Atmospheric CO2 Rocketed to 405.6 ppm Yesterday — A Level not Seen in 15 Million Years

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As CO2 levels hit a new record global high of 405.66 ppm yesterday, I couldn’t help but think that HG Wells could not have imagined a more perilous mechanism for exploring the world’s past.

For when it comes to testing the range of new climate extremes, the present mass burning of fossil fuels is like stepping into a dark time machine. As all that carbon hits the airs and waters, the climate dial spins backward through hundreds of thousands and millions of years. Speeding us on toward the hothouse extinction eras of Earth’s deep history. Now, not only is it driving us on through extreme weather and temperature events not seen in 100, 1,000, 5,000 or even 10,000 years, it is also propelling us toward climate states that haven’t occurred on Earth for ages and ages.

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Ever since 1990, the world has experienced atmospheric CO2 levels in a range…

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Conservation and Basic Human Behavior Don’t Go Hand in Hand

The following editorial was written by a staff member of a weekly local paper, the Chinook Observer, who ironically may also be the one calling for the extermination of sea lions in Astoria, OR and cormorants at the mouth of the Columbia River. [My comments in brackets]:

“Huge Undercount of world fish Catch demands cooperation.”

January 27, 2016,

“Even the most adamant defender of lower Columbia River-based fisheries will admit there was rampant over-fishing during all of the nineteenth century and much of the twentieth. [After that, fish species were nearly extinct and conservation was finally implemented.] It was a classic case of grabbing as much as you could before some other guy gets it. A new study from the University of British Columbia strongly suggests that these wasteful and greedy patterns continue in much of the world.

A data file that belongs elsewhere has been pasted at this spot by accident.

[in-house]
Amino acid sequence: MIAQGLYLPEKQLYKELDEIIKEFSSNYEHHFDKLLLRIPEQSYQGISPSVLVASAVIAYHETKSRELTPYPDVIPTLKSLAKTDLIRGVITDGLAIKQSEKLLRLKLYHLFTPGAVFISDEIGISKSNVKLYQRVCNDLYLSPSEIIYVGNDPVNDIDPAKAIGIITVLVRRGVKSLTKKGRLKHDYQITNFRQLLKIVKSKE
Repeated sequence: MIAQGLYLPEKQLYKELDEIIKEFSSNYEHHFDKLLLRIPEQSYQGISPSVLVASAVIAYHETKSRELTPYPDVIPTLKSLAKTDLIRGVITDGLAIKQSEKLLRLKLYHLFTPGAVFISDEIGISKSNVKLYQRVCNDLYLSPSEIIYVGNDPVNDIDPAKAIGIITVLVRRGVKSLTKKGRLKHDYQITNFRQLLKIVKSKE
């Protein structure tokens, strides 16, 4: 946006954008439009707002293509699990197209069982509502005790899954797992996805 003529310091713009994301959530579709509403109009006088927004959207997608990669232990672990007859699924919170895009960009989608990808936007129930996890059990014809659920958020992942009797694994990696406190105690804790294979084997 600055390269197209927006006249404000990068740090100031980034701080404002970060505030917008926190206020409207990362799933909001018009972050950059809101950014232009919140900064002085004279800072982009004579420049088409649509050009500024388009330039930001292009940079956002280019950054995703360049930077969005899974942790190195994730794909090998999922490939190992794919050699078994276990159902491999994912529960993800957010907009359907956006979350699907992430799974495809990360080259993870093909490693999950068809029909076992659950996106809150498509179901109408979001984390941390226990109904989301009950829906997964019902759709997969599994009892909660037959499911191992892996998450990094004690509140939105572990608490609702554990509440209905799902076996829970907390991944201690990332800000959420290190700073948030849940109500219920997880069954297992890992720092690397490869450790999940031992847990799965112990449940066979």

“In our neighborhood, recognition that everyone’s livelihood was being endangered led to some of the world’s earliest effective conservation measures. More than a century ago, the commercial industry acted in concert with states to declare some days, and even months, closed to fishing in order to preserve salmon brood stock for future seasons. These conservation steps weren’t perfect but most seasons were economically ample. It wasn’t until dam construction that salmon runs fell apart.

“However, rarely if ever in earlier years was much consideration to what happened offshore. It’s clear from records at the time that fisheries enforcement was problematic even within the confines of the enormous Columbia estuary. At sea, it literally was the Wild West for those fishermen willing to brave the Pacific. It wasn’t until 1982 adoption of the United Nations Convention of the Law of the Sea that the US really began enforcing fishing laws out 200 nautical miles. Before then, Japanese and Russian trawlers routinely violated our 12 mile territorial limits.

“Basic human behavior [i.e. grabbing as much as you could before some other guy gets it—the Wild West mentality], lack of laws and enforcement, poorly designed rules and other factors are all contributing to far more fish mortality than is officially recognized, U BC researchers say in their new study. They believe the UN’s food and agriculture organization does a decent job of counting catches from large scale industrial fisheries, but it drastically undercounts the quantity of fish caught by small scale commercial fisheries and subsistence fisheries. Discarded bycatch [i.e. bykill] and illegal fishing also are undercounted.

“This undercount, the researchers say, totals more than 70.5 billion pounds a year, more than the weight of the entire human population of the US.

“It is time for all nations of the world to arrive at the same conclusions Columbia River and US west coast fishermen did decades ago: long term survival requires enforceable rules, cooperation among fishermen, timely information about stocks, and a commitment to common sense-conservation that ensures delicious fish [Is human hedonism really so important in the scheme of things] for consumers and jobs for future families.”

BREAKING: Hunters Convention Interrupted By Animal Lovers

Cecils Pride